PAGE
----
Knox County will essentially borrow the money from itself.
Officials, however, stress that the county has plenty of cash but the bank accounts ebb and flow as tax revenues come in and later are spent.
The county’s reserves technically stand at about $60 million.
The school system’s reserves stand at around $15 million, but officials can’t touch most of that.
State law requires local school systems to set aside a reserve fund of 3 percent of their respective operating budgets. If they fall below that number, the state could take over managing the school system’s finances.
More than 10 years ago, then-Mayor Mike Ragsdale gave the Development Corporation of Knox County millions of dollars to purchase land. Since there’s still money left, the Development Corp. – if needed – will lend the county up to $5 million.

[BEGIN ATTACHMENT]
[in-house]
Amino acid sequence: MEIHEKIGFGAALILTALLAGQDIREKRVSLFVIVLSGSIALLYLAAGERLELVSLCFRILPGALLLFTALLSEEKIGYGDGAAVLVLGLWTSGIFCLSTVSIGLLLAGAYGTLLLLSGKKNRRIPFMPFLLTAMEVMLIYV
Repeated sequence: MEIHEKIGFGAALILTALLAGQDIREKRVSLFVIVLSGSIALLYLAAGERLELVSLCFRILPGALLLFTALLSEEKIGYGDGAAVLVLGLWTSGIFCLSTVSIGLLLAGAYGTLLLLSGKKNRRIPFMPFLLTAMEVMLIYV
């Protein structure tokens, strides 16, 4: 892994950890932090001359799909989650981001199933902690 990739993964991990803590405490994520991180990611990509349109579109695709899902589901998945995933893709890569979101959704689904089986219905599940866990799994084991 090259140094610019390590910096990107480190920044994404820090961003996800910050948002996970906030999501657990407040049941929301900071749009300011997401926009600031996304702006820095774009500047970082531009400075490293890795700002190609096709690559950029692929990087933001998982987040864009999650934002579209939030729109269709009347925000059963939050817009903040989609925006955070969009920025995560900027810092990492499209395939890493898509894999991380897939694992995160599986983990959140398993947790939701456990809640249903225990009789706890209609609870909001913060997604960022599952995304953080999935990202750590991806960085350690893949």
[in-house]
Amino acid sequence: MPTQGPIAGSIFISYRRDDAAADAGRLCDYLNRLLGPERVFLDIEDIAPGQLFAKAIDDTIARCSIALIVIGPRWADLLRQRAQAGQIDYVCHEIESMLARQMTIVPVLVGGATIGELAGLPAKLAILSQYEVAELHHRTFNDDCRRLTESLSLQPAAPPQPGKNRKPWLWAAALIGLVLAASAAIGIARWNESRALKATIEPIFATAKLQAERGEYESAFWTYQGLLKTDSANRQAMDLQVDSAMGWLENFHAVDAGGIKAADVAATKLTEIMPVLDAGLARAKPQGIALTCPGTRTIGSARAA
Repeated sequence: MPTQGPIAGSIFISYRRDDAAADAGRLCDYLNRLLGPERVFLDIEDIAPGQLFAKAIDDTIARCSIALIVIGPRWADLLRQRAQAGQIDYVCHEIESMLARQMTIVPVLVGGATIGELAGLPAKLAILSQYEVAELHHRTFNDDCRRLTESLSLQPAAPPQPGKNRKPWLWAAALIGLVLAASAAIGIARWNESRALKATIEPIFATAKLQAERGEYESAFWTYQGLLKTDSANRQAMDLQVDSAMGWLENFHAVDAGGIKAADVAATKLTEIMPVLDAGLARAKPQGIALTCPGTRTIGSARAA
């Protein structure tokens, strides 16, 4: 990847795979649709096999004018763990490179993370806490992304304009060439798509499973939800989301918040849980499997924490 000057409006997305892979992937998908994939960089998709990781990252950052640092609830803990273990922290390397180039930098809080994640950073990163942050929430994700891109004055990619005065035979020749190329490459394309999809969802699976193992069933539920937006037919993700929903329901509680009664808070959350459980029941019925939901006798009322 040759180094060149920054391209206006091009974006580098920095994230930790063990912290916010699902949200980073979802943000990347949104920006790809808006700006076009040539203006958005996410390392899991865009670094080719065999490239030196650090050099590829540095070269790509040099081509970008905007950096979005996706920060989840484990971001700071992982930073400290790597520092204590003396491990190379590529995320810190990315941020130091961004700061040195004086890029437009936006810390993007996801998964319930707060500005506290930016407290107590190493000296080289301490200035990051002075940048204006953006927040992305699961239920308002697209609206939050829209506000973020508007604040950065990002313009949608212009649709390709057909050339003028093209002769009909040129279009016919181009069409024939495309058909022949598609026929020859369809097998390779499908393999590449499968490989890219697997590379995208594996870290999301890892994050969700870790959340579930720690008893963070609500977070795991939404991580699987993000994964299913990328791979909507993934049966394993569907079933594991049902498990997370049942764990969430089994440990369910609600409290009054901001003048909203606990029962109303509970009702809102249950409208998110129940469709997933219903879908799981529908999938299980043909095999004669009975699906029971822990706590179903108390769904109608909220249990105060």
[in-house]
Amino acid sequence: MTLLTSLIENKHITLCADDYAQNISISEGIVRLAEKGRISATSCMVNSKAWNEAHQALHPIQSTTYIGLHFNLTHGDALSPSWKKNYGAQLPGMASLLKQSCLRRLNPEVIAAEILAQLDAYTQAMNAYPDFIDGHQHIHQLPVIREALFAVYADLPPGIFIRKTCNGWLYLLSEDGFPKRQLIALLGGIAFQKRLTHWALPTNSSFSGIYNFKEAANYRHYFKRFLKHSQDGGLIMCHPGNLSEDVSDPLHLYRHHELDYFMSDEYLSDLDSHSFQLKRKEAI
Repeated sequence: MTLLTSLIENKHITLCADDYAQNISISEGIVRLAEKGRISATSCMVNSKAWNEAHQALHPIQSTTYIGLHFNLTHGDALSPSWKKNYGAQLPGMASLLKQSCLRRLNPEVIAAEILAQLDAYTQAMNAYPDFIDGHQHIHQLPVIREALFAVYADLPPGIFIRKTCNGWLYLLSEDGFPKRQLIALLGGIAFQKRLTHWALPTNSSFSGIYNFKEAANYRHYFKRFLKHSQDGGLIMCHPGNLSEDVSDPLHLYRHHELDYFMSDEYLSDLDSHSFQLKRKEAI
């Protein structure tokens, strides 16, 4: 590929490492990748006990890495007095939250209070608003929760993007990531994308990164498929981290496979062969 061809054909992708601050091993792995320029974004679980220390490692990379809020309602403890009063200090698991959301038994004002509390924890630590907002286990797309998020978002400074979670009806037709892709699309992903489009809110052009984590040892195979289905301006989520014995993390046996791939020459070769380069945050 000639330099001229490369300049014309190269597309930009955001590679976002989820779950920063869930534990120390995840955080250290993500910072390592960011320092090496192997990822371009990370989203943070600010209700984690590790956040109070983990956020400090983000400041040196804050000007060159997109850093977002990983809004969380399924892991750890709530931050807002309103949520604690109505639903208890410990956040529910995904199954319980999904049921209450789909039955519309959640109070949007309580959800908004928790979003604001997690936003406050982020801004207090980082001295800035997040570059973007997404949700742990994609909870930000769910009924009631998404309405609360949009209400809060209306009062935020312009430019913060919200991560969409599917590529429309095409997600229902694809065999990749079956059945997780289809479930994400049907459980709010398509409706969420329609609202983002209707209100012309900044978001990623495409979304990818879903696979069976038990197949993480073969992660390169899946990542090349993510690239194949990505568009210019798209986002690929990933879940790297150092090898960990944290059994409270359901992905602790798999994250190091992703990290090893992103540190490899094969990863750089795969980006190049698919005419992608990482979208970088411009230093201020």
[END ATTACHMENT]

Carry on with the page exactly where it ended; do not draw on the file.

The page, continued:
The county would then reimburse the corporation by early next March. The interest would cost the county about $5,400 altogether.
The county also could sell bonds to cover costs but officials are against such a move.
The County Commission will talk more about the matter during its Sept. 19 meeting.
“Financially, it’s more to our benefit to get a loan than it is to liquidate our assets,” said county Finance Director Chris Caldwell.
Caldwell, who has worked in the county’s finance office since 2002, said he can’t recall the county ever taking out a loan.
He said last year the county did liquidate some investments but actually made a gain when it sold bonds.